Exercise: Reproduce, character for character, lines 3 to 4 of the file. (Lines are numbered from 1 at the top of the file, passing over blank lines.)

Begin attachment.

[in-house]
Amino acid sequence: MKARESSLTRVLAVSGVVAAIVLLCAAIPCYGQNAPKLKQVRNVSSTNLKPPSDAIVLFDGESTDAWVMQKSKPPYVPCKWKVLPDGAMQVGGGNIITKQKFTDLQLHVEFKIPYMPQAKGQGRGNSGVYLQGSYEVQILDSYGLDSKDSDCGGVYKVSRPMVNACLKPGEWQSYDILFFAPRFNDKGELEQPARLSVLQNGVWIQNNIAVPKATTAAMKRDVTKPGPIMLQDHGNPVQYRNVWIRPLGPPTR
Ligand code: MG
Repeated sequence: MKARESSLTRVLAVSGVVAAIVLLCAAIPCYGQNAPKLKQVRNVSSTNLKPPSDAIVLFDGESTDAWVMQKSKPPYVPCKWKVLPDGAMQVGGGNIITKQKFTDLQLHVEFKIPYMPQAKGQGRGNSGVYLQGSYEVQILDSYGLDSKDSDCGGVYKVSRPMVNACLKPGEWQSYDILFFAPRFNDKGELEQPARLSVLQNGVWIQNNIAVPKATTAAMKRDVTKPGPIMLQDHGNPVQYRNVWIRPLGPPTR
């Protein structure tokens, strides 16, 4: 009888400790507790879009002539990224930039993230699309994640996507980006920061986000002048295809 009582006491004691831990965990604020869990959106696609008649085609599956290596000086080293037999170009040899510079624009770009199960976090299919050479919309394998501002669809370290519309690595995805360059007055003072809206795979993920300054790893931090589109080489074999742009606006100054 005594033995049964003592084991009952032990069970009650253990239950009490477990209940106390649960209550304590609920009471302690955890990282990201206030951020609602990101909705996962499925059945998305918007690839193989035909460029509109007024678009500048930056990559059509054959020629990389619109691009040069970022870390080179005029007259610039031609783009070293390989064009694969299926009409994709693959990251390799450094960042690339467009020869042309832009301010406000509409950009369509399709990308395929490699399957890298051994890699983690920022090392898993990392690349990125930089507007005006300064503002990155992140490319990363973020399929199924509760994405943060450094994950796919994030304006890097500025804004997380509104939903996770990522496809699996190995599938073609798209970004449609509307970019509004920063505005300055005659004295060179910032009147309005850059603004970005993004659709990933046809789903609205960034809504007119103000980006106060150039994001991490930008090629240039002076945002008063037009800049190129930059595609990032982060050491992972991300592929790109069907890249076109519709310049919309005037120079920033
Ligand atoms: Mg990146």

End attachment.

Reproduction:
Ligand code: MG
Repeated sequence: MKARESSLTRVLAVSGVVAAIVLLCAAIPCYGQNAPKLKQVRNVSSTNLKPPSDAIVLFDGESTDAWVMQKSKPPYVPCKWKVLPDGAMQVGGGNIITKQKFTDLQLHVEFKIPYMPQAKGQGRGNSGVYLQGSYEVQILDSYGLDSKDSDCGGVYKVSRPMVNACLKPGEWQSYDILFFAPRFNDKGELEQPARLSVLQNGVWIQNNIAVPKATTAAMKRDVTKPGPIMLQDHGNPVQYRNVWIRPLGPPTR